We have already pointed out the need of constructing situations as being one of the fundamental desires on which the next civilisation will be founded. This need for absolute creation has always been intimately associated with the need to play with architecture, time and space
—Formulary for a New Urbanism, Gilles Ivain [Ivan Chtcheglov] October 1953, printed in Internationale Situationniste #1
One of the earliest critiques of urban societies is that it renders human interactions difficult, creating a sense of alienation that doesn’t stops haunting city dwellers. This constant feeling of alienation and the need to alienate, which defined early concerns with urbanism, is what the above quote from the Situationist International website responds to, calling for an intervention through ‘performed situations’. This seems especially pertinent in developing countries, which are witnessing massive refurbishment and redevelopment of cities, leading to a speeding up of urban life.
The notion of creating a situation has, in many aspects, fundamentally changed the notion of performance and how the viewing public interacts with it. Tino Sehgal consciously decides to carry this notion of performance into the visual arts with This Situation, an acclaimed piece that travelled to India in collaboration with the Goethe Institute last week.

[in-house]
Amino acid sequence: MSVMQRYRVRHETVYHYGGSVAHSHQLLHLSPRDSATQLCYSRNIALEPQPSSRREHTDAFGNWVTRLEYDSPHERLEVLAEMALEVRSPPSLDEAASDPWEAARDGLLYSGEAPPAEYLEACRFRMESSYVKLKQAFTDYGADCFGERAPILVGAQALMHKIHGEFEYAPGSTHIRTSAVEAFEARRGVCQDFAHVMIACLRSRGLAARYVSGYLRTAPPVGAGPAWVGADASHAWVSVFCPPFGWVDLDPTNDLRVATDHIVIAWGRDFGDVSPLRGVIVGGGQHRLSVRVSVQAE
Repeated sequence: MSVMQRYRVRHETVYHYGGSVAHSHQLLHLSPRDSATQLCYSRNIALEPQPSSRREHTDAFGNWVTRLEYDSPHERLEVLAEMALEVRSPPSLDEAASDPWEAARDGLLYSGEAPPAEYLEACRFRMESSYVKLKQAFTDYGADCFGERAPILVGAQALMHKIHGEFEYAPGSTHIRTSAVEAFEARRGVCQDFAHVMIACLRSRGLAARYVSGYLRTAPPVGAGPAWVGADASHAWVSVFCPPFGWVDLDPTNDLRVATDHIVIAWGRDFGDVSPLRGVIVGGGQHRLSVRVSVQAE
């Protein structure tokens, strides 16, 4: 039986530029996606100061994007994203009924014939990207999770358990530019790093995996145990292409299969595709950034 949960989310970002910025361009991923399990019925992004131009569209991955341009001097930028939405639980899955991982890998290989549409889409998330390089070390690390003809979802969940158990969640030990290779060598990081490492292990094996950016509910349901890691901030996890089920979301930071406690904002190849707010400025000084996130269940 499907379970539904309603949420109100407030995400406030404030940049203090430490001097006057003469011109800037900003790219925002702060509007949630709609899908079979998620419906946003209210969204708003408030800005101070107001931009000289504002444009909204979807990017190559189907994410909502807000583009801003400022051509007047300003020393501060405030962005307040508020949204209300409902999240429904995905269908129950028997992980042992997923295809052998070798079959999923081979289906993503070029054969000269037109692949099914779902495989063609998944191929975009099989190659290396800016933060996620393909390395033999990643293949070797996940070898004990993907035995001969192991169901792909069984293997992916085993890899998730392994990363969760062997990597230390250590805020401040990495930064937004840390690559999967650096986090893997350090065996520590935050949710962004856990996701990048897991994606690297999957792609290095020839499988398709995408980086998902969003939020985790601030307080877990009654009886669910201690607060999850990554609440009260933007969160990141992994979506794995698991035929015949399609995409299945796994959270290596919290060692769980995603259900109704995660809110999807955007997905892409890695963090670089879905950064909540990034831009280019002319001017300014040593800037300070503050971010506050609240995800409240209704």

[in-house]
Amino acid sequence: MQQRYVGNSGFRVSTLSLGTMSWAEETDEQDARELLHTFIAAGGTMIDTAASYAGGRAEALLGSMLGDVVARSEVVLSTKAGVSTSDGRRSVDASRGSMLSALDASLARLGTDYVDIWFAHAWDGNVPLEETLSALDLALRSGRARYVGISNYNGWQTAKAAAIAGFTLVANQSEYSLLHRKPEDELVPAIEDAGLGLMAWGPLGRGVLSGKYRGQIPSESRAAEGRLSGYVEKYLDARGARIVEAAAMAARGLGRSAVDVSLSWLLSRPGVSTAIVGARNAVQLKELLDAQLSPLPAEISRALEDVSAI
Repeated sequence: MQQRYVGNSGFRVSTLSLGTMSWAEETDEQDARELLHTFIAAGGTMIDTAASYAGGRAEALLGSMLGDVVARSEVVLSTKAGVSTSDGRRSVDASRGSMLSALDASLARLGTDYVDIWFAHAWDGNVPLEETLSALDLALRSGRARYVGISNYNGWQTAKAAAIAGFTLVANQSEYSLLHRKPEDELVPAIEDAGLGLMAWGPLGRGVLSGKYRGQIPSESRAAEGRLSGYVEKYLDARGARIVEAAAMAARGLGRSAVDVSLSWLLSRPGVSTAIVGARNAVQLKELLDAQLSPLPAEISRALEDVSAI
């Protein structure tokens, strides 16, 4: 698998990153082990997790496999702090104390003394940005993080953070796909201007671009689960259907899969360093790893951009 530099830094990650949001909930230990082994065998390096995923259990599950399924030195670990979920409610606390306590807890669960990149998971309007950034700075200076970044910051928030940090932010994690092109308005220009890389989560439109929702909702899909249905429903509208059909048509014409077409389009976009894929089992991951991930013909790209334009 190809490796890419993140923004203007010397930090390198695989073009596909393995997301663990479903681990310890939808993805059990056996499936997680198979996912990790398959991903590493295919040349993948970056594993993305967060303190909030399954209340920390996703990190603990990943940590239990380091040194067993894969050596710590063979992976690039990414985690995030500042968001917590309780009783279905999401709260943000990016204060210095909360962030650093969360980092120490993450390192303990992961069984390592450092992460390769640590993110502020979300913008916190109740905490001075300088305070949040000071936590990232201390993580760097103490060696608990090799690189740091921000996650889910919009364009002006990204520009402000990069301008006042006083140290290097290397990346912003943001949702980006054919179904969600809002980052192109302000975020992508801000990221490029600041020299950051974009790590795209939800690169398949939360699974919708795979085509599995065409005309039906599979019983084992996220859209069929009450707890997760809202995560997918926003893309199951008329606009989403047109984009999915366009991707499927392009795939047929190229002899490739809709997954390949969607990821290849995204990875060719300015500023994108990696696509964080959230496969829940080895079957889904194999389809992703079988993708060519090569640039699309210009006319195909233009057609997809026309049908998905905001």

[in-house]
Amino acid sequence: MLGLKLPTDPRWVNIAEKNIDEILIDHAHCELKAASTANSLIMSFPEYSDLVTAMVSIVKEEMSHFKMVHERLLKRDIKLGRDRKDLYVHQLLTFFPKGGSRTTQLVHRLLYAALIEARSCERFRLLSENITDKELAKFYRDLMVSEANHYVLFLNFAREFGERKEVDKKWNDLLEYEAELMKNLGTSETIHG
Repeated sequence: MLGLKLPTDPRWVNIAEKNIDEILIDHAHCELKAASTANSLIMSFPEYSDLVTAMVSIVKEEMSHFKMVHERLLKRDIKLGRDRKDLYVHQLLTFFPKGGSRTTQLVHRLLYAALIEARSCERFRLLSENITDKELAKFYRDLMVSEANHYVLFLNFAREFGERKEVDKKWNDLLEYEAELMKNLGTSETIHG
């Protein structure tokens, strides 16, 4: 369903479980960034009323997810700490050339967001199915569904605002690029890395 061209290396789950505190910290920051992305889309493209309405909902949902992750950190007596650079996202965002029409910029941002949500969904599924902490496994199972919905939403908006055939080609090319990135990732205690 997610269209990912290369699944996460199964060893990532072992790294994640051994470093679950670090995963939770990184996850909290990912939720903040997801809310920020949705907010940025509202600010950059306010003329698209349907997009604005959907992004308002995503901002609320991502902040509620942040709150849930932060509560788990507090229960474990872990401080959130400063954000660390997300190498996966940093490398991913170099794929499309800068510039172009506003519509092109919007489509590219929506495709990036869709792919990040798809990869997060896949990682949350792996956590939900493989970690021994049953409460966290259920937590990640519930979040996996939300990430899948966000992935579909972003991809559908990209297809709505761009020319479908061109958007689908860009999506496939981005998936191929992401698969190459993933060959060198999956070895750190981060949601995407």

One Sunday evening, walking into the Experimenter Gallery in Kolkata, visitors were confronted by a group of six people in everyday wear, deep in discussion on philosophical issues. Whenever the performers noticed a new visitor stepping in, they would stop the discussion to greet her with, “Welcome to this situation!” The players subsequently changed their positions with movements frozen in slow motion, and one of them would then open a quote with slow movements (often evoking the poise of classical sculptures) and quote a hypothesis from the intellectual history of Euro-America without naming the author. The quotes were varied, invoking economics, art, ethics and technology. However, it soon became clear that the choice of quotes and contexts showed an affiliation with liberalist resistance to the ethics of late capitalism.